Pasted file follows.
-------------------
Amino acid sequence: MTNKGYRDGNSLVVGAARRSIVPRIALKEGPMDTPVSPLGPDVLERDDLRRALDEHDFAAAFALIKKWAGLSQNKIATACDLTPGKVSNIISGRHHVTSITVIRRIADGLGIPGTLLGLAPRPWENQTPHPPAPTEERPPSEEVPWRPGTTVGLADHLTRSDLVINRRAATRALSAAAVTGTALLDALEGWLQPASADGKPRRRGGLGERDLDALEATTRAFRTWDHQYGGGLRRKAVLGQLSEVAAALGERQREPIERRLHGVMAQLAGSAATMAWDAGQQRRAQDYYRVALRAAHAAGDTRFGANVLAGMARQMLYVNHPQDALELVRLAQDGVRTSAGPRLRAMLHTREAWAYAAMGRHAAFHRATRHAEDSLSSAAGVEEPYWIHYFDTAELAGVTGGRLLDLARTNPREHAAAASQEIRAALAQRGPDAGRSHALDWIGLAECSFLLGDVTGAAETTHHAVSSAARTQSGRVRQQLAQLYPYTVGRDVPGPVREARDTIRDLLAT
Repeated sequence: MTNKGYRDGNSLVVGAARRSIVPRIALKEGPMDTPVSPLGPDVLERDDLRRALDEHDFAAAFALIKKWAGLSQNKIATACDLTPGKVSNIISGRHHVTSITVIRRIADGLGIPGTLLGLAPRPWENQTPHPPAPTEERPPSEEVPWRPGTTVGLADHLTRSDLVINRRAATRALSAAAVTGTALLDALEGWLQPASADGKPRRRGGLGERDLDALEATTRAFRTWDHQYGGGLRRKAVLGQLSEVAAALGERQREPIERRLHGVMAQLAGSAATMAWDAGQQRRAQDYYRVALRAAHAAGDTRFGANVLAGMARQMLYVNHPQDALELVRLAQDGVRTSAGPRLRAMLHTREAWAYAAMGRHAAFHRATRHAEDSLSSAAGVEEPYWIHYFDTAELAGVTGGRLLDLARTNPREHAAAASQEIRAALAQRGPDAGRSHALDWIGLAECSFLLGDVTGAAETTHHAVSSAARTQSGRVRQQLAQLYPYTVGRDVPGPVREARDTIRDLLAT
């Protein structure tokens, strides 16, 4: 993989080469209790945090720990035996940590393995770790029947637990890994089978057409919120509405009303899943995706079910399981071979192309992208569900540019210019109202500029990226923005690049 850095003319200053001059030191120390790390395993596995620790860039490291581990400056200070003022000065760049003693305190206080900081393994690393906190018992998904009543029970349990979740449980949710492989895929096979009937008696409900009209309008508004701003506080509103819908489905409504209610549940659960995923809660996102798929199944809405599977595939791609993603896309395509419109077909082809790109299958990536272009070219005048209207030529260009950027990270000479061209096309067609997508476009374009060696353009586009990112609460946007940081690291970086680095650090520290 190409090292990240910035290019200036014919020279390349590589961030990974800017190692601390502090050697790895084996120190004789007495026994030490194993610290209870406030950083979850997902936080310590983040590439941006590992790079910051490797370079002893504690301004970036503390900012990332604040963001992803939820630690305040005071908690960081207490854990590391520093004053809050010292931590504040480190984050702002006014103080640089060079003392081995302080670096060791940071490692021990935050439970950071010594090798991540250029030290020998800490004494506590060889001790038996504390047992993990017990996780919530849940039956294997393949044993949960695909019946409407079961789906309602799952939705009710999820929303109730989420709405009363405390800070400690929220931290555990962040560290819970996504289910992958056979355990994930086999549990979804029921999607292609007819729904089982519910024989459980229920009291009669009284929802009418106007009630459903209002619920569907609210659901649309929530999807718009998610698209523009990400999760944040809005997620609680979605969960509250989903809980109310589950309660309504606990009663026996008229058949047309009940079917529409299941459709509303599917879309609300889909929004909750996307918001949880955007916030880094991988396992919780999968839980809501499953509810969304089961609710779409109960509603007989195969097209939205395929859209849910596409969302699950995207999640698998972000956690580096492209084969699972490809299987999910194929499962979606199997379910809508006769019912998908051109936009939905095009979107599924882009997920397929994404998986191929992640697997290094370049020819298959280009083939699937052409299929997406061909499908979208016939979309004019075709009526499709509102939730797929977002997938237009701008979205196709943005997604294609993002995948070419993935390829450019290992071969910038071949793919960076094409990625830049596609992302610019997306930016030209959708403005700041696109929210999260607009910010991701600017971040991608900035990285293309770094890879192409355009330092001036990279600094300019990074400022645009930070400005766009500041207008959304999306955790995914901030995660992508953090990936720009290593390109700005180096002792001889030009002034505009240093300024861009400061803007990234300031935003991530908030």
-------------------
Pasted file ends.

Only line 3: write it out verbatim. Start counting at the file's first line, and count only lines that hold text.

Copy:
């Protein structure tokens, strides 16, 4: 993989080469209790945090720990035996940590393995770790029947637990890994089978057409919120509405009303899943995706079910399981071979192309992208569900540019210019109202500029990226923005690049 850095003319200053001059030191120390790390395993596995620790860039490291581990400056200070003022000065760049003693305190206080900081393994690393906190018992998904009543029970349990979740449980949710492989895929096979009937008696409900009209309008508004701003506080509103819908489905409504209610549940659960995923809660996102798929199944809405599977595939791609993603896309395509419109077909082809790109299958990536272009070219005048209207030529260009950027990270000479061209096309067609997508476009374009060696353009586009990112609460946007940081690291970086680095650090520290 190409090292990240910035290019200036014919020279390349590589961030990974800017190692601390502090050697790895084996120190004789007495026994030490194993610290209870406030950083979850997902936080310590983040590439941006590992790079910051490797370079002893504690301004970036503390900012990332604040963001992803939820630690305040005071908690960081207490854990590391520093004053809050010292931590504040480190984050702002006014103080640089060079003392081995302080670096060791940071490692021990935050439970950071010594090798991540250029030290020998800490004494506590060889001790038996504390047992993990017990996780919530849940039956294997393949044993949960695909019946409407079961789906309602799952939705009710999820929303109730989420709405009363405390800070400690929220931290555990962040560290819970996504289910992958056979355990994930086999549990979804029921999607292609007819729904089982519910024989459980229920009291009669009284929802009418106007009630459903209002619920569907609210659901649309929530999807718009998610698209523009990400999760944040809005997620609680979605969960509250989903809980109310589950309660309504606990009663026996008229058949047309009940079917529409299941459709509303599917879309609300889909929004909750996307918001949880955007916030880094991988396992919780999968839980809501499953509810969304089961609710779409109960509603007989195969097209939205395929859209849910596409969302699950995207999640698998972000956690580096492209084969699972490809299987999910194929499962979606199997379910809508006769019912998908051109936009939905095009979107599924882009997920397929994404998986191929992640697997290094370049020819298959280009083939699937052409299929997406061909499908979208016939979309004019075709009526499709509102939730797929977002997938237009701008979205196709943005997604294609993002995948070419993935390829450019290992071969910038071949793919960076094409990625830049596609992302610019997306930016030209959708403005700041696109929210999260607009910010991701600017971040991608900035990285293309770094890879192409355009330092001036990279600094300019990074400022645009930070400005766009500041207008959304999306955790995914901030995660992508953090990936720009290593390109700005180096002792001889030009002034505009240093300024861009400061803007990234300031935003991530908030």